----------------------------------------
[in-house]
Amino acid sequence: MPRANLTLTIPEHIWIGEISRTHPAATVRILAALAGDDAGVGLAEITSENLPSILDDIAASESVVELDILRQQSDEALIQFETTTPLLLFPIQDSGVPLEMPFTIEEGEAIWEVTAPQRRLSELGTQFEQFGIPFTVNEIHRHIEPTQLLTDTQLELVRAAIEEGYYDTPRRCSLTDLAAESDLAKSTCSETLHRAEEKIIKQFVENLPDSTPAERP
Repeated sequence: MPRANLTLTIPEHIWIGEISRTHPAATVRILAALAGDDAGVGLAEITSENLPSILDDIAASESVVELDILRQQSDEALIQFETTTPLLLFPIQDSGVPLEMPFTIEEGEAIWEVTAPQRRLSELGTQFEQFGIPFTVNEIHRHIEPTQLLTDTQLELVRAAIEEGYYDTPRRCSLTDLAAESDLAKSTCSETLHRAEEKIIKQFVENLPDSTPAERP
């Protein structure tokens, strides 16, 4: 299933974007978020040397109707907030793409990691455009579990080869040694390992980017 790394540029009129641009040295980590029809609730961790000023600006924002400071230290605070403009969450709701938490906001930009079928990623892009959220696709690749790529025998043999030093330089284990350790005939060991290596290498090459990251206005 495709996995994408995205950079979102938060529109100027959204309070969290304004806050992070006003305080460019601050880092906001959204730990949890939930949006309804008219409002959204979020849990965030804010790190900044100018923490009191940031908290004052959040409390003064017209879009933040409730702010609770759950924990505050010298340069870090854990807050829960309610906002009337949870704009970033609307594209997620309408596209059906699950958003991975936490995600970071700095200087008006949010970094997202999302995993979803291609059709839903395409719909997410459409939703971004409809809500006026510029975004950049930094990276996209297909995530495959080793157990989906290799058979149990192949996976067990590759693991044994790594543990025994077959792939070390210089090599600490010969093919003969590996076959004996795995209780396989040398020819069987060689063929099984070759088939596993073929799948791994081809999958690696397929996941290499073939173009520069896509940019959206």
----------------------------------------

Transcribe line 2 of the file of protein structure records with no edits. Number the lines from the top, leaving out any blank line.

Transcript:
Amino acid sequence: MPRANLTLTIPEHIWIGEISRTHPAATVRILAALAGDDAGVGLAEITSENLPSILDDIAASESVVELDILRQQSDEALIQFETTTPLLLFPIQDSGVPLEMPFTIEEGEAIWEVTAPQRRLSELGTQFEQFGIPFTVNEIHRHIEPTQLLTDTQLELVRAAIEEGYYDTPRRCSLTDLAAESDLAKSTCSETLHRAEEKIIKQFVENLPDSTPAERP